With its 15th proper studio album Collapse Into Now, R.E.M. has created something of a career retrospective. Rather than revamping its sound, as it has done for the past 10 years on records like Up and Accelerate, the band has embraced the sound it pioneered in the mid-80s and early 90s. Instead of sounding outdated and unoriginal, Collapse Into Now is a diverse set of tunes that makes R.E.M. sound as relevant as ever.
Michael Stipe's delivery in album-opener "Discoverer" has the swagger and urgency that people have come to love from the frontman, and many of the tracks that follow continue that trend. Peter Buck's jangling, chiming guitar sounds as radical as it did on its 1983 debut Murmur, and Mike Mills' harmonies are his best in recent memory.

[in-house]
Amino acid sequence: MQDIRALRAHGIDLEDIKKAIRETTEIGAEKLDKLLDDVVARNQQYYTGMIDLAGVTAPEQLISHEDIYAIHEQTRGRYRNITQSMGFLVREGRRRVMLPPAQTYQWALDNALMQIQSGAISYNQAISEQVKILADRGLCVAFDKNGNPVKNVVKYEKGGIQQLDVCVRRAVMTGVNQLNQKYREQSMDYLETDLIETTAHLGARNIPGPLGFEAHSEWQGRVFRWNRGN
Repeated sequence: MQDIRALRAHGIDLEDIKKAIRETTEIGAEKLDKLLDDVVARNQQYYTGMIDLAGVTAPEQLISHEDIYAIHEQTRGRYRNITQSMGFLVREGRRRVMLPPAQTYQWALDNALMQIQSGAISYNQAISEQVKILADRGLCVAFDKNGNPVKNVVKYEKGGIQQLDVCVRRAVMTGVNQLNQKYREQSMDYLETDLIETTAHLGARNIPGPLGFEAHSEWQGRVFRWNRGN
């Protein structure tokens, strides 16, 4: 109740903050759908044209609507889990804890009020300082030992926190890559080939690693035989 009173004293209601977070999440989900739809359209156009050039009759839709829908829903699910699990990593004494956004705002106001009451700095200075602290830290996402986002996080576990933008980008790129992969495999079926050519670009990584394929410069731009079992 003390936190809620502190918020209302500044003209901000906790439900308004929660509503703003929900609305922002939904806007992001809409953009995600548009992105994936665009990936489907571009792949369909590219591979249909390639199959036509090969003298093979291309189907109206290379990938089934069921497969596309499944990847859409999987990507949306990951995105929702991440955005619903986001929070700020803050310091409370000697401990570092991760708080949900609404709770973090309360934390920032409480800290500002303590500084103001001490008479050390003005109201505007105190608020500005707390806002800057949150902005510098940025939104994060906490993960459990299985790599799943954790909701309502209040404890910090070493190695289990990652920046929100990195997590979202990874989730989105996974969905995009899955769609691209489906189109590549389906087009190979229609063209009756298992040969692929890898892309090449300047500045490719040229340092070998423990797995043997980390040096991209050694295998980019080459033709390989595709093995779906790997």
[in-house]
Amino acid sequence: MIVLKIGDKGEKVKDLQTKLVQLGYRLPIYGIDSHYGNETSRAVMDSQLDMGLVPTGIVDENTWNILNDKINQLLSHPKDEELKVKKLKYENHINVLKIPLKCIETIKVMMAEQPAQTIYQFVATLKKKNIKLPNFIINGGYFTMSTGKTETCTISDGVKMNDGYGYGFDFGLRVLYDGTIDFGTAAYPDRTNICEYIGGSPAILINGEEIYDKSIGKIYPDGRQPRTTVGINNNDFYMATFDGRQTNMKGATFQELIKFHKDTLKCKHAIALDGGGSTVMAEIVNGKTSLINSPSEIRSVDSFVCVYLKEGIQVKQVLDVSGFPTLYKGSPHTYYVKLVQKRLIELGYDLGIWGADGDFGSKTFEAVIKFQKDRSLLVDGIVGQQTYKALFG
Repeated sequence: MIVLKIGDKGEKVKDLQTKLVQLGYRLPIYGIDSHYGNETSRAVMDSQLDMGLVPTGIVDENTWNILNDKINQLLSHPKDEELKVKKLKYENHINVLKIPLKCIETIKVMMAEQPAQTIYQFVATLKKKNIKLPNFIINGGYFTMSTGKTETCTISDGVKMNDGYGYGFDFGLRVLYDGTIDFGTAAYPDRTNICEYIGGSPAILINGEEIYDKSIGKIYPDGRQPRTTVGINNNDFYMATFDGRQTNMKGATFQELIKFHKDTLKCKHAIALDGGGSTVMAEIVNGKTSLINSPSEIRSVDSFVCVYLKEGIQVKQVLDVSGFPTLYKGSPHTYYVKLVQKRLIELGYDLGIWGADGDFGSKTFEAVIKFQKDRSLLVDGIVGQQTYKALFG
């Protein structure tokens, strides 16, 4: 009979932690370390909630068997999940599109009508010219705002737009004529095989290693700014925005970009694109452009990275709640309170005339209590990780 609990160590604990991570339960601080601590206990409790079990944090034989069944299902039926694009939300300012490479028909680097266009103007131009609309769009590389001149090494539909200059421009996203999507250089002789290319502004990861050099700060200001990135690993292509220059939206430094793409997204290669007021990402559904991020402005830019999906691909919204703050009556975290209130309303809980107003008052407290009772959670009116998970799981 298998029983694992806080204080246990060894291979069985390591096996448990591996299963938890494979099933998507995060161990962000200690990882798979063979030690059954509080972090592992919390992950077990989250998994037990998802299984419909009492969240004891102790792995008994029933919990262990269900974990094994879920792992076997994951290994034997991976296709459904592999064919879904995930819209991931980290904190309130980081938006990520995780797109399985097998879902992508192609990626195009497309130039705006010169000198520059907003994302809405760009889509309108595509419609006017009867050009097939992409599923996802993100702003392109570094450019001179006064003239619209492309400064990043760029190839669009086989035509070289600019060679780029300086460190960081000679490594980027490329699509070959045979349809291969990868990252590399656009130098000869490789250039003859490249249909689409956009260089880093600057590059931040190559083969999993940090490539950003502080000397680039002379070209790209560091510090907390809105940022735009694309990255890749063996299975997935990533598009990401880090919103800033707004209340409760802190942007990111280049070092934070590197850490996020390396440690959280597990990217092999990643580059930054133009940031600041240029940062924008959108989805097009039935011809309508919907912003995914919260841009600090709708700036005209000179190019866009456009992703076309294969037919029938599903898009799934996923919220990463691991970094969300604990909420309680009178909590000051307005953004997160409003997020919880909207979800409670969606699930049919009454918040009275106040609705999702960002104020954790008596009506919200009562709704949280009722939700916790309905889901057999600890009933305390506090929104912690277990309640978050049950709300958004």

"Oh My Heart" and "It Happened Today," which features Pearl Jam's Eddie Vedder, are two of the band's best songs to date, each dealing with daunting subject matter of loss, confusion and fate. But in true R.E.M. fashion, Stipe makes them sound hopeful and endearing. The addition of legendary singer-songwriter Patti Smith, as well as sex-obsessed electronic musician Peaches, on vocals brings a new dynamic to the band's sound, which rarely features female vocals.
When a band is still releasing material after 31 years, it's natural to be apprehensive about new songs or records. It seems, though, R.E.M. has entered the realm of timelessness. "This place needs me here to start/this place is the beat of my heart," Stipe achingly sings on "Oh My Heart." I think he's telling listeners that the world needs R.E.M., and after many listens to Collapse Into Now, I can only agree.